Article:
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Their Story

Brothers Ahmed and Ali reunite in London after years apart.

UNHCR/Federico Scoppa

Syrian Brothers Together Again

When he fled the war in Syria in 2014, Ali feared he might never see Ahmed again. But a UK court ruling has helped the brothers reunite in London.

Their Story
  • Written by
    Céline Schmitt
  • Photos by
    Federico Scoppa
  • Video by
    Hereward Holland
28 January 2016 28 January 2016
Syria United Kingdom

Ali’s eyes fill with tears when he sees his younger brother Ahmed for the first time in well over a year.

As the door of the Border Force room at St. Pancras train station swings open, he throws himself into Ahmed’s arms and the tears flow freely. Ali*, 21, still cannot believe this is really happening.

Only yesterday, he had received a call from the lawyer, but even then he could not believe the news. It was almost beyond his dreams.

Sixteen-year-old Ahmed* is one of four young Syrians – along with 16-year-old Khalil*, 17-year-old Abdul* and 26-year-old Mohammad* – who arrived less than one hour ago on the Eurostar train from France after a landmark ruling ended four months of limbo existence in the makeshift Calais camp dubbed “the Jungle”.

“I’m really, really happy and thankful for the government here, and I hope they can help the rest of the refugees in Calais,” Ahmed told me as he held his brother by the arm.

A crowd of friends, volunteers and activists welcomes the four Syrian refugees to London. UNHCR/Hereward Holland

UNHCR/Hereward Holland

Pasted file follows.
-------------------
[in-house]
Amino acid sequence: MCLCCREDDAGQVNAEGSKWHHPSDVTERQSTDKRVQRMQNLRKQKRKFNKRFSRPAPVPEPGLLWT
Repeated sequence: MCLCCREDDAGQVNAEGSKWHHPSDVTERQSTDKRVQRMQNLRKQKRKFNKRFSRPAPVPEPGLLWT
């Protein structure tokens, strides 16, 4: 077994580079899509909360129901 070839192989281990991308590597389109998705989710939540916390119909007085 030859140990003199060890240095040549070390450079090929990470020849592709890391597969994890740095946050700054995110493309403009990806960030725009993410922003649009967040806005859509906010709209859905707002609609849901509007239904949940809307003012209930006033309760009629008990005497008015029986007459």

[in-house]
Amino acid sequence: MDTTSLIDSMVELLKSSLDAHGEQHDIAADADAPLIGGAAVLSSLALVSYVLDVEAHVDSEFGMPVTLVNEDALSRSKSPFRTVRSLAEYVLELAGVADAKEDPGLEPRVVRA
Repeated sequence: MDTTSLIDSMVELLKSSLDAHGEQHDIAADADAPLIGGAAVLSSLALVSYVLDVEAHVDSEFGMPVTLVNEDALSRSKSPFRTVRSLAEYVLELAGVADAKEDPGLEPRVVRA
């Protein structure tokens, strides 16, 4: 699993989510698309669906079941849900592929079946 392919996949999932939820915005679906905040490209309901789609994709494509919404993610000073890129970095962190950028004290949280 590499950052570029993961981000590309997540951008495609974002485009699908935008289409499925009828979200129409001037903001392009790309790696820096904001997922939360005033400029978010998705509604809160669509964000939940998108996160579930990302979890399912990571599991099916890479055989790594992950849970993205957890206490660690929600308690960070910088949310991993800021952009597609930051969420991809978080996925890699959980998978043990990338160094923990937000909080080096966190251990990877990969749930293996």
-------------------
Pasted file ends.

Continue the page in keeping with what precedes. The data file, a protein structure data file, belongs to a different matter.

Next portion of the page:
A crowd of friends, volunteers and activists welcomes the four Syrian refugees to London.

Only the day before, the UK’s Immigration and Asylum Tribunal had ruled the group of three youths and one young man could enter the country and stay while their asylum applications were processed. They will live with relatives until their claims are resolved. One arrival hailed the court ruling as a way of helping people reach the UK “legally and safely”.

Ahmed fled the war in Dara’a, Syria, in 2015 and travelled to Europe on a difficult and hazardous journey through Turkey, Greece and the Balkans to try to join his brother, who had left the previous year and moved to the UK.

“I am thinking of my family in Syria. Life there is very, very difficult.”

But upon arriving in Calais, he found he could go no further due to much tighter border controls and restrictions since his brother had found a new home in Scotland.

“I left Syria because the life is so difficult there. There is a war and you can’t live there and that’s the reason why I am leaving to Britain. I also want to see if I can bring my family. I am thinking of my family in Syria. Life there is very, very difficult,” Ahmed says about the situation in Dara’a, a city some 90 kilometres south of the Syrian capital, Damascus, where more than 13,000 people — many of them children — have been killed in heavy fighting since 2011, when the war began.

Ahmed’s parents and three other siblings are still in Dara’a, a town some 90 kilometres south of the Syrian capital, Damascus, which has witnessed heavy fighting since 2011, when the war began.